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Abstract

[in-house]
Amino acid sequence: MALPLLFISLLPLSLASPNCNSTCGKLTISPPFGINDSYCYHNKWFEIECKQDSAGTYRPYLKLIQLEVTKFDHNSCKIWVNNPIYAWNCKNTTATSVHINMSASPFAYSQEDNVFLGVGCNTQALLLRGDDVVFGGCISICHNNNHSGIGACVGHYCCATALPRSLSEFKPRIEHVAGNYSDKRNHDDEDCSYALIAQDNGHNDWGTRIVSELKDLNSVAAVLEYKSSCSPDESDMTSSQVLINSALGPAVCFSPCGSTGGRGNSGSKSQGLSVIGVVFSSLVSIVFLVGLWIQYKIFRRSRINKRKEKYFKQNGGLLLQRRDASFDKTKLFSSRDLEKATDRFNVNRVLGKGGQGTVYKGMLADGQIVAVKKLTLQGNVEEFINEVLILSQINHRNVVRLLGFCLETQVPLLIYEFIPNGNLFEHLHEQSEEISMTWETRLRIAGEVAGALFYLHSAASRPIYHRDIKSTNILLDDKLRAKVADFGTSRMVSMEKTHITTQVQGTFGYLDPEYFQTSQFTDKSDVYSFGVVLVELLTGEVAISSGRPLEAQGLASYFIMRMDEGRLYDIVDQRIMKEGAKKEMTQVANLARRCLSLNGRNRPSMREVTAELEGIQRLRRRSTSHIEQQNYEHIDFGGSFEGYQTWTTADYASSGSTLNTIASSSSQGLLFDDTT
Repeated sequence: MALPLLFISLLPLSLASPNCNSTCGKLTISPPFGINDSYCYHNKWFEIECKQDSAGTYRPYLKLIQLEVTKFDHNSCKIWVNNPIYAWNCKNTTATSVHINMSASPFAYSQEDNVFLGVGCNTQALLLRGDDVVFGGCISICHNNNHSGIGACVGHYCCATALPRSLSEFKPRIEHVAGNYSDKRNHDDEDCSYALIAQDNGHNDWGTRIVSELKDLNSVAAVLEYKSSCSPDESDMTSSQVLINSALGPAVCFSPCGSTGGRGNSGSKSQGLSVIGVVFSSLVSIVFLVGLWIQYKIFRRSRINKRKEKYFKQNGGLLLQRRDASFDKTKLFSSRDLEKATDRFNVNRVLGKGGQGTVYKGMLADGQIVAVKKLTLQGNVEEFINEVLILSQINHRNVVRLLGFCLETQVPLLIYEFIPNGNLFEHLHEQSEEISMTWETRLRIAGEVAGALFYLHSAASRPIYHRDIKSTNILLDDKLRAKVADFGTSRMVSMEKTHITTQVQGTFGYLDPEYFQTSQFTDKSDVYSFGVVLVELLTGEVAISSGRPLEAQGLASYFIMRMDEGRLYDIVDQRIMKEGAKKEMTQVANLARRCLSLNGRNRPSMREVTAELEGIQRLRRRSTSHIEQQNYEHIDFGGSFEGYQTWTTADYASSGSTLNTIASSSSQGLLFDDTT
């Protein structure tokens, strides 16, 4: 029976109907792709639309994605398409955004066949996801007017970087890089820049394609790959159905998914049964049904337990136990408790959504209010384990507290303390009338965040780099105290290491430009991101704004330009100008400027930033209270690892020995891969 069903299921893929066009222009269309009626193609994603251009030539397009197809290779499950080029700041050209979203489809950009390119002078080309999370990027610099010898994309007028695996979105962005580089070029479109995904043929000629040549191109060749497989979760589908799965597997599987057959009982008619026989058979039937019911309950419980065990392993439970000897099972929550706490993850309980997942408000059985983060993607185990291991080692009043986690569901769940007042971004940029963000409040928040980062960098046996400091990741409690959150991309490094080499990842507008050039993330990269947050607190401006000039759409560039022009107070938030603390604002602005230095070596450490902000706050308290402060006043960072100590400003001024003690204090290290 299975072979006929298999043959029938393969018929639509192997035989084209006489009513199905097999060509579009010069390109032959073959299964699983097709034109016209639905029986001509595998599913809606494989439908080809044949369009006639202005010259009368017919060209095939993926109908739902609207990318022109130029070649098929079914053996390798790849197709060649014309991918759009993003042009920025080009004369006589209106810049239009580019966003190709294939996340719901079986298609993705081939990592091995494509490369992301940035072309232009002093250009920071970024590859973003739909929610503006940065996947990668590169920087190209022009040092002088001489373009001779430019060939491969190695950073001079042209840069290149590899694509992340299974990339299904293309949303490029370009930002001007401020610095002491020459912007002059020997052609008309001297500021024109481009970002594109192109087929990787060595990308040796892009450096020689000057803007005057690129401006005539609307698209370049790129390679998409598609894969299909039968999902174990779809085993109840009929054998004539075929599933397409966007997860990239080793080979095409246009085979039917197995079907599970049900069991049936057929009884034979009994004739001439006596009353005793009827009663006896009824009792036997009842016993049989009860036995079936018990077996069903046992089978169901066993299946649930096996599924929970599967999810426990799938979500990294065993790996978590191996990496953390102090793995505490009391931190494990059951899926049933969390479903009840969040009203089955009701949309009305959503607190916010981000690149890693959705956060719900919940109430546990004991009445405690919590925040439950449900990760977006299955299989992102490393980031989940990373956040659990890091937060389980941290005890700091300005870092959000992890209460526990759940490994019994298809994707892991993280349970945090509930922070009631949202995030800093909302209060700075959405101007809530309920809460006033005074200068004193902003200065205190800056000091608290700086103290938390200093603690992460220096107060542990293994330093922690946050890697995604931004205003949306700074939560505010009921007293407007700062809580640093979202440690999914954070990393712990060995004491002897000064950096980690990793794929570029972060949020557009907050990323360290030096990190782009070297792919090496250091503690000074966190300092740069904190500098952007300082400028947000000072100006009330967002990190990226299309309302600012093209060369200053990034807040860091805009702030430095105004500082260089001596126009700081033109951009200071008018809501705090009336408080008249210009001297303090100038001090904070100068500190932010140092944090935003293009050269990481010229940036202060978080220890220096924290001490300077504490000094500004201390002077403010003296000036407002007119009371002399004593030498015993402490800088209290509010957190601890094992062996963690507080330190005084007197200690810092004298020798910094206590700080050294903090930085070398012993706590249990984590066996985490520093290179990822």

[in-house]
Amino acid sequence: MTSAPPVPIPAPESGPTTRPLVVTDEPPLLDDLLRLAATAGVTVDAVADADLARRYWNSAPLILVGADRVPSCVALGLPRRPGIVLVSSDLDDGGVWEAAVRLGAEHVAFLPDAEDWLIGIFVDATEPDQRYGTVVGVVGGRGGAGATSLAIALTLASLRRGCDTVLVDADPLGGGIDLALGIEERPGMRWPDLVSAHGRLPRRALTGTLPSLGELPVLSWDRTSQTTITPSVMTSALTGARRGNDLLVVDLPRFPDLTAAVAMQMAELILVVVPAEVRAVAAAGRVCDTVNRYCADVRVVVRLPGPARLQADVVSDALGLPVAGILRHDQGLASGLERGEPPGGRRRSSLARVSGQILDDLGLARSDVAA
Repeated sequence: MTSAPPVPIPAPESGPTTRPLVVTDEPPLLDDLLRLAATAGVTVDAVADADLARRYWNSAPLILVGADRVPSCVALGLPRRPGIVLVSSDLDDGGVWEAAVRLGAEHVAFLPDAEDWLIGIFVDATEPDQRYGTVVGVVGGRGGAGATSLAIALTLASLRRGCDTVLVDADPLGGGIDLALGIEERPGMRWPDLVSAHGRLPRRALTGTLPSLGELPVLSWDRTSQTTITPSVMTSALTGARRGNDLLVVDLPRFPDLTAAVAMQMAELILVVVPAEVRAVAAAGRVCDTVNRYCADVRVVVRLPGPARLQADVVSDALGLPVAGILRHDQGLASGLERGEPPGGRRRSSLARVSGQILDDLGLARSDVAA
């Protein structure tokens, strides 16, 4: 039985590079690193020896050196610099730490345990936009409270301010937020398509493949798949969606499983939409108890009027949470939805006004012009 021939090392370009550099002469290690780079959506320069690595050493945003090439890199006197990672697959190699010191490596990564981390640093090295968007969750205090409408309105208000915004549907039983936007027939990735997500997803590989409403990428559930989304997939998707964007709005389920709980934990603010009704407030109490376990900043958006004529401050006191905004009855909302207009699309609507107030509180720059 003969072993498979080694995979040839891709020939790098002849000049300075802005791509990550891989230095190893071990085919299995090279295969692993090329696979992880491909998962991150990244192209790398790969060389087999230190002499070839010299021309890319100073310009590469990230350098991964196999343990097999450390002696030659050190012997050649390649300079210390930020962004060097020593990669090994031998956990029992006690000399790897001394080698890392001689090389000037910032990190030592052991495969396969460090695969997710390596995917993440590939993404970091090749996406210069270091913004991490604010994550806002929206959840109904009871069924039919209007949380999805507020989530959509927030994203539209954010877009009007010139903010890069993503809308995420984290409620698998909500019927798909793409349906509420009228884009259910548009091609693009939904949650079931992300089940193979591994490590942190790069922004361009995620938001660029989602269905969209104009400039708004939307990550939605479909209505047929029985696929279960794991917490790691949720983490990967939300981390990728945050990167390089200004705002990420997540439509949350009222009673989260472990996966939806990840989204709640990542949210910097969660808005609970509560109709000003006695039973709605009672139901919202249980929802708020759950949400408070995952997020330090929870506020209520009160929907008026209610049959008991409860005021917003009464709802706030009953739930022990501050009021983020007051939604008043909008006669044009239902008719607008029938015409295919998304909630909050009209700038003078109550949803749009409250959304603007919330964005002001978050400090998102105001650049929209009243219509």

This study compares temporal patterns of intraspecific agonistic interactions in two gerbil species in order to indicate interspecific differences in levels of social resistance. Both cross-sex and same-sex pairs of great gerbils (Rhombomys opimus Licht., 1823), and only same-sex male pairs of pallid gerbils (Gerbillus perpallidus Setzer 1958) were observed during staged encounters on a neutral arena. Analysis of three latency measures—latency to first agonistic interaction; latency to overt aggression (attack and/or ‘arrested’ fight); and latency to establishment of a stable winner-loser asymmetry among opponents—revealed both similarities and differences among the species. Latencies to first agonistic interaction were similar (did not differ significantly) among species and sexes. However, great gerbil males showed significantly more long latencies to establishment of a stable asymmetry among opponents, than great gerbil females or pallid gerbil males. So, the periods of symmetrical struggle in agonistic conflict last longer in great gerbil males, than in great gerbil females or pallid gerbil males. These differences in temporal pattern of agonistic interaction may reflect sex and species differences in resistance to social stress.